While everyone exhibits the symptoms of stress differently, there is a common pattern when identifying stress and the exhibition of 2 or more of these symptoms should project the image of an individual who is stressed. 

Causes of Stress

People react differently to stressful situations. What is stressful for one person may not be stressful for another, and almost any event can potentially cause stress. There is no identifiable reason why one person may feel less stressed than another when facing the same stressor. Mental health conditions, such as depression, or a building sense of frustration, injustice, and anxiety can make some people feel stressed more easily than others, as to previous experiences which may affect how a person reacts to stressors.

Common major life events that can trigger stress include:

Other commonly reported causes of stress are:

There’s no end to the things that can cause a person stress because they’re as varied as people are. Whatever the cause, the effect on the body can be serious if left unmanaged. Now that we have identified the problem, it is time to find solutions. Once an individual recognizes the signs of stress, there are many tips and tricks that he/she could use to alleviate and reduce stress. 

Tips to reduce stress:

There are many methods to reduce the amount of stress in our lives. I am particularly fond of exercising as there is nothing that cannot be cured by a quick 30 minute run or jog. Jogs in the park or up a hill where the eye can see nothing but green can be the welcome change that a stressed out mind needs from our everyday concrete jungles.

One thing that is often overlooked by many is the need to get enough sleep or rest. Working into the late hours of the night is very unhealthy as it stops the body’s natural process in eliminating toxins. Another problem that often plagues individuals is the need to unwind on the weekends by spending hours partying or gaming into the night. Many think that this is the solution to stress but it is actually counterproductive as the body is not able to get enough rest. Doing fun things you enjoy is necessary but moderation is the key as too much fun does not give the body enough time to rest.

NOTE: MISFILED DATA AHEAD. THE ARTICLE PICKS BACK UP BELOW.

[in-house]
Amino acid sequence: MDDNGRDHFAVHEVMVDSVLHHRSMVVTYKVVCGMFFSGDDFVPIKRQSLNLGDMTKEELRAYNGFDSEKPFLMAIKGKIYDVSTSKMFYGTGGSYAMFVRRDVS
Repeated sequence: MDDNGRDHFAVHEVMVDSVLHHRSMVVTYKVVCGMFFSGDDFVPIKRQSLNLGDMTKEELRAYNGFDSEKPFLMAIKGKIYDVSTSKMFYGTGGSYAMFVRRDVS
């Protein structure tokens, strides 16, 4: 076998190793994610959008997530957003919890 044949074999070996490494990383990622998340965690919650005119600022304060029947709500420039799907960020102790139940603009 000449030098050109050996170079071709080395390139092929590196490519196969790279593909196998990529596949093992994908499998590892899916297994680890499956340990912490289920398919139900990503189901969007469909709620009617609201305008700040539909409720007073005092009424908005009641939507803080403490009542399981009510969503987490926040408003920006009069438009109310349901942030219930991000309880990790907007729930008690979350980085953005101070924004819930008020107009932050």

At Hi-Bliss, our hydrogen therapy helps reduce stress as the tiny hydrogen molecules are able to penetrate the epidermis and neutralise free-radicals that cause inflammation. Our certified physiotherapist will further help alleviate stress with light manipulation and exercise techniques suited to your condition. A visit to one of our centres would do with helping you de-stress. 

Let’s look at the effects stress has on our bodies and the simple ways to manage and relieve chronic stress in the next blog.

Learn more how Hi-Bliss Hydrogen Therapy can help reduce Stress here: https://wordpress-851564-2937612.cloudwaysapps.com/treatment-services-stress-relief/    



Stress is a natural physical and mental reaction to life experiences. Everyone expresses stress from time to time. Anything from everyday responsibilities like work and family to serious life events such as a new diagnosis, war, or the death of a loved one can trigger stress. 

For immediate, short-term situations, stress can be beneficial to your health. It can help you cope with potentially serious situations. Your body responds to stress by releasing hormones that causes your heart races, your breath quickens, and your muscles ready for action. This response was designed to protect your body in an emergency by preparing you to react quickly. But when the stress response keeps firing, and these stress levels stay elevated far longer than is necessary for survival, it could put your health at serious risk. 

Chronic stress can cause a variety of symptoms and affect your overall well-being, leading to several complications, including:

Stress stimulates the immune system, which can be a plus for immediate situations. This stimulation can help you avoid infections and heal wounds. But over time, stress hormones will weaken your immune system and reduce your body’s response to foreign invaders. People under chronic stress are more susceptible to viral illnesses like the flu and the common cold, as well as other infections. Stress can also increase the time it takes you to recover from an illness or injury.


Your central nervous system (CNS) oversees your “fight or flight” response. In your brain, the hypothalamus gets the ball rolling, telling your adrenal glands to release the stress hormones adrenaline and cortisol. These hormones rev up your heartbeat and send blood rushing to the areas that need it most in an emergency, such as your muscles, heart, and other important organs.

When the perceived fear is gone, the hypothalamus should tell all systems to go back to normal. If the CNS fails to return to normal, or if the stressor doesn’t go away, the response will continue Chronic stress is also a factor in behaviors such as overeating or not eating enough, alcohol or drug abuse, and social withdrawal.